Supreme Court of Florida. En BancMay 21, 1954
72 So. 2d 820 (Fla. 1954)

April 27, 1954. On Rehearing May 21, 1954.

Appeal from the Circuit Court for Gulf County, E. Clay Lewis, J.

Thomas Sale, Panama City, for appellant.

Charles M. Guyton, B.L. Solomon, Marianna, Cecil G. Costin, Jr., Port St. Joe, J. Lewis Hall, Tallahassee, for appellees.

This case raised the question of whether a deputy sheriff was an officer or an employee, or such an employee that he was covered by the terms of the Workmen's Compensation Act, F.S. Chapter 440, F.S.A.

The individual in question was a deputy sheriff, and an officer and not an employee, and this case is controlled by the opinion in the case of Blackburn v. Brorein, 70 So.2d 293. See also Leon County v. Sauls, 151 Fla. 171, 9 So.2d 461


THOMAS, SEBRING and DREW, JJ., concur.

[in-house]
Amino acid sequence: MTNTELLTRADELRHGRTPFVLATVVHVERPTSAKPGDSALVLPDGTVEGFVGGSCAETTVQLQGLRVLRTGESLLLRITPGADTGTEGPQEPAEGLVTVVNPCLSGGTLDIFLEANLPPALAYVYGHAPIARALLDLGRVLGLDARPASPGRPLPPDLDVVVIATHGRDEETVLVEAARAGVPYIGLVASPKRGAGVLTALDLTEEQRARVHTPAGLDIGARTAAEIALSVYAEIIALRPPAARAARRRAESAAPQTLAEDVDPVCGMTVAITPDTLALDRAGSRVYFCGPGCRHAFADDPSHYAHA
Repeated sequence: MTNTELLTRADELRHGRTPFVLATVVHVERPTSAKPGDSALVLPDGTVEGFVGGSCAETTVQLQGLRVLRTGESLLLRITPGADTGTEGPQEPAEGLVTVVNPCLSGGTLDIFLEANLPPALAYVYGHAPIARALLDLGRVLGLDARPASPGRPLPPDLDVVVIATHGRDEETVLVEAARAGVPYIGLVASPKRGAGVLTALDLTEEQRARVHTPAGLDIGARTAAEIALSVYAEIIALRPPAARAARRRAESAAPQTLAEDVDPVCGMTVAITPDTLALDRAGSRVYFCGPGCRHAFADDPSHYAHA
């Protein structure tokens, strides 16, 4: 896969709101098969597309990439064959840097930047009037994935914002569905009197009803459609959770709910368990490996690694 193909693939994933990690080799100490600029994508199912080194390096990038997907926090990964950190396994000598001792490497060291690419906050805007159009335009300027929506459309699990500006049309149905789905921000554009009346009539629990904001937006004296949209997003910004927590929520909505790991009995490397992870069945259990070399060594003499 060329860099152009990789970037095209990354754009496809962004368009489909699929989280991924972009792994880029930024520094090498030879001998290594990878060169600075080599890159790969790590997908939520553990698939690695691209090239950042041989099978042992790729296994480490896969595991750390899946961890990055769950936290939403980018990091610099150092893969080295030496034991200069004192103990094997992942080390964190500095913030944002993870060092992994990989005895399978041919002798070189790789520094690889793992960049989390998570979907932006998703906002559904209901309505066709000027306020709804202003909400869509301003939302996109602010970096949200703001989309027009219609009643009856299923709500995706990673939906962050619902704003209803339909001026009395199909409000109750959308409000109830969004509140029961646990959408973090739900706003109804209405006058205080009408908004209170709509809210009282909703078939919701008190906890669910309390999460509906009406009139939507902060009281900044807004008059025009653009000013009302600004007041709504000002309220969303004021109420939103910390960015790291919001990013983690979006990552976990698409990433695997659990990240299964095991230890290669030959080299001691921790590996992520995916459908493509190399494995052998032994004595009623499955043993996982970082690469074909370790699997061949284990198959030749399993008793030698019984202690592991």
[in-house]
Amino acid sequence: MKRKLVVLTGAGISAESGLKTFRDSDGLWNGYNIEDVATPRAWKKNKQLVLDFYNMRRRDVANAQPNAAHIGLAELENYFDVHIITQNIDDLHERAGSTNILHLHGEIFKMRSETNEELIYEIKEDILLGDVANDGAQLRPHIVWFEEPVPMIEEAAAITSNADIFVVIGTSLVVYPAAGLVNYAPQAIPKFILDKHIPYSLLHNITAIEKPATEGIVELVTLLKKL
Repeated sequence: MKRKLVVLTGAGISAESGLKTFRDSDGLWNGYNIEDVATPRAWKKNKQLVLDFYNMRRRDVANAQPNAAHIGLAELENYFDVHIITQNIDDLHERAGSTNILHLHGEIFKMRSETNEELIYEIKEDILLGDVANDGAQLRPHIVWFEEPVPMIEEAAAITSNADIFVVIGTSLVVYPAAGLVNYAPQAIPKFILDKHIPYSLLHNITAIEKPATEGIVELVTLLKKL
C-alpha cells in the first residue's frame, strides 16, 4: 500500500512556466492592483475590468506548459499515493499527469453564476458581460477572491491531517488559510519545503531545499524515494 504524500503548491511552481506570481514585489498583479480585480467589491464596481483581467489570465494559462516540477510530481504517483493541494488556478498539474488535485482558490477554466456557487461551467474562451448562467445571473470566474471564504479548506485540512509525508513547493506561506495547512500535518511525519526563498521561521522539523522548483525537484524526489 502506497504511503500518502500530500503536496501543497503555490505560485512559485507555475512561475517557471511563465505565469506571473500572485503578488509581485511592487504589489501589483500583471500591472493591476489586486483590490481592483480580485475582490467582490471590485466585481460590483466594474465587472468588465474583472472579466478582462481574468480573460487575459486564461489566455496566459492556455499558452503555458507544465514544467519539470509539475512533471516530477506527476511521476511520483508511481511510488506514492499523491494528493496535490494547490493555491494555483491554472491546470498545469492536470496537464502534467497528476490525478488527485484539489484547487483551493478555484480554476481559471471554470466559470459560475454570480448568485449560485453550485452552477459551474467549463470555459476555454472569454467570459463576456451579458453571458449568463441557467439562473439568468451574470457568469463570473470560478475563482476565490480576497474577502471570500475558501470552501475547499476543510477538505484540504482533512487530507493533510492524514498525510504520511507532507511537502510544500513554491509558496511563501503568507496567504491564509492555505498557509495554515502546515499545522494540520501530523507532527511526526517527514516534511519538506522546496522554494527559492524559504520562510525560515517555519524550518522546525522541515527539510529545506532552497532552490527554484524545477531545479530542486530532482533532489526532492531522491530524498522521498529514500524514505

ROBERTS, C.J., and TERRELL and BARNS, JJ., dissent.

On Rehearing Granted

MATHEWS, Justice.

Inadvertently the original opinion in this case used the word affirmed when the intention was to use the word "Reversed", which is shown by the text of the opinion.

The deceased was a deputy sheriff and claim was filed against the Sheriff and the County. The deputy commissioner found that the County was liable and the sheriff was not liable. This conclusion was correct, but it was based upon the erroneous theory that the deputy sheriff was an employee of the County and as such was covered by the Workmen's Compensation Act, F.S.A. § 440.01 et seq.

The County appealed to the Full Commission which made an order reversing the Deputy Commissioner and by finding and holding that the sheriff was liable and the County was not. On appeal to the Circuit Court the order of the Full Commission was affirmed. In the case of Blackburn v. Brorein, Fla., 70 So.2d 293, we held that a deputy sheriff was an officer and not an employee, and this case is controlled to that extent by that opinion.